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718 Spyder

With the 981 generation of Caymans and Boxsters, it was only the Cayman GT4 that got the true “GT treatment.” The 981 Boxster Spyder was kind of left out in that regard. This was not the case with the 718 Spyder. The new 718 Spyder is the first ever Boxster created by Porsche’s GT division and is miles better than its predecessor. With its naturally aspirated 4.0 liter flat 6 and its 8,000 rpm redline, there really isn’t much to complain about. It’s a phenomenal car, and a true GT Porsche.

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Porsche Taycan

Out of this entire list, I feel that the Porsche Taycan is the most important. Like it or not, electric cars are the future, and Porsche’s first ever electric car is a HUGE deal. Despite its inefficiencies and astronomical price tag, the Taycan is an amazing car. It brings top tier luxury, and Porsche performance to a segment that desperately needed it. The Taycan is Porsche’s first step into the future, and there is lots more to come.

Which Porsches do you think were the most important of this decade? Were there any that I missed? Feel free to leave a comment and let me know. Happy New Year!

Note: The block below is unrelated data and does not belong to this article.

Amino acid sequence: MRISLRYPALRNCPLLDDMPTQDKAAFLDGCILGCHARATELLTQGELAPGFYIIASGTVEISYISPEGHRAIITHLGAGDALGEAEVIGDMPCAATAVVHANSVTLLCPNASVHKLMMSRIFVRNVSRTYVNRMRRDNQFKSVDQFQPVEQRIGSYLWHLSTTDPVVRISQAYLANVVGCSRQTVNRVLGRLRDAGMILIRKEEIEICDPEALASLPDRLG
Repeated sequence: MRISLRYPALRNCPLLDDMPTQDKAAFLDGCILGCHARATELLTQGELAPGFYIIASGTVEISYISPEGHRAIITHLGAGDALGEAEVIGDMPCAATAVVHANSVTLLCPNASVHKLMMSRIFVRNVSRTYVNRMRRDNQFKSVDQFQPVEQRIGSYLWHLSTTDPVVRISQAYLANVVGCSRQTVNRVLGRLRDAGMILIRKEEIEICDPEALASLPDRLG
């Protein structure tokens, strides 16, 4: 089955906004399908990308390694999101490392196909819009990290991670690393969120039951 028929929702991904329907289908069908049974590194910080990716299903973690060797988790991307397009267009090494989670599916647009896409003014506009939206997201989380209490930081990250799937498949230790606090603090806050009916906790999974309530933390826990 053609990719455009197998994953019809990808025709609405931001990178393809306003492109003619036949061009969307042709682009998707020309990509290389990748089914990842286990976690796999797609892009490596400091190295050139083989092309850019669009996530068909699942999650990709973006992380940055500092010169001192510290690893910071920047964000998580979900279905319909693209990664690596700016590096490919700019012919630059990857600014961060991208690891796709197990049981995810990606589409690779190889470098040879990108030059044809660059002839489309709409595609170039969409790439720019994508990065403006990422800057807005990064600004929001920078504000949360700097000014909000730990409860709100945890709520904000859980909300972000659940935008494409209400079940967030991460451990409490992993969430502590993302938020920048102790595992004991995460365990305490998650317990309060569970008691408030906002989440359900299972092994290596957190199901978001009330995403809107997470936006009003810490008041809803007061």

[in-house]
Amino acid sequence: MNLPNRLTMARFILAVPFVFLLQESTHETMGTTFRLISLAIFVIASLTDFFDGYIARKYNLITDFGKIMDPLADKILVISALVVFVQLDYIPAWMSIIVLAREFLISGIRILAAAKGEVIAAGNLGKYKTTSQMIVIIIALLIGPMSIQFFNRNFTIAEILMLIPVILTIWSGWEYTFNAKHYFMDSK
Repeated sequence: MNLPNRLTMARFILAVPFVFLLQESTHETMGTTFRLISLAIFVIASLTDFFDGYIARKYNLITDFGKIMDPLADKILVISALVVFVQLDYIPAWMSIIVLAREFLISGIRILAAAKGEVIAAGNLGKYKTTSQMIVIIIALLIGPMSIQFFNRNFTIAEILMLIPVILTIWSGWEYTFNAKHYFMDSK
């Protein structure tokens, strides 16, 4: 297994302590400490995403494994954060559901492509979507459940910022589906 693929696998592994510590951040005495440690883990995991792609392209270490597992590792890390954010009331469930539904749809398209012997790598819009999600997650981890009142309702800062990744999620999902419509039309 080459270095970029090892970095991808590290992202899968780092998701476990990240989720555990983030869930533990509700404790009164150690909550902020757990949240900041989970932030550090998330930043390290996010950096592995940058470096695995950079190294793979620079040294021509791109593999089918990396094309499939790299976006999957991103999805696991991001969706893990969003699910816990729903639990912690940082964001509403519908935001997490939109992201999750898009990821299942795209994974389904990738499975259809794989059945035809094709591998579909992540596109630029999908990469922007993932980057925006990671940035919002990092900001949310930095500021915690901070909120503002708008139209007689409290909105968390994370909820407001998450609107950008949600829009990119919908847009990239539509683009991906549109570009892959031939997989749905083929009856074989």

As always, THANK YOU FOR READING and come back next Sunday for a brand new article. Don’t forget to follow us on WordPress and share this article with your friends! Follow us on Instagram at rsreportblog and check out our Facebook Group, Porsche Enthusiasts United. Feel free to suggest new topics in the Contact Page. Newly added on the contact page is a link to the Porsche Club of America website which you should definitely check out HERE! Thank you for reading and don’t forget to come back next Sunday!

The Porsche 912: The Original “Poor Man’s Porsche”

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In 1965, the Porsche 912 was introduced to the world as an entry level 911. Because the 911 was still a fairly new product replacing the Type 356, Porsche needed a cheaper version of their 911 in order for it to appeal to the general public. Through this strategy, the 912 was a hit and initially outsold the 911. 

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The 912 looked the same as a 911, but it had a horizontally mounted 4 cylinder engine which was a tweaked version of the 1.6 liter Type 616 engine used in the 356. This new engine had 5 less horsepower than the 356 but still delivered the same number of torque. It produced 102 horsepower at 5,800 rpm and 91 lb/ft of torque at 3,500 rpm instead of 4,200 rpm in the old 356. The new body style paired with the tweaked engine resulted in better weight distribution, better handling, and better range than it’s Flat 6 counterpart, the 911.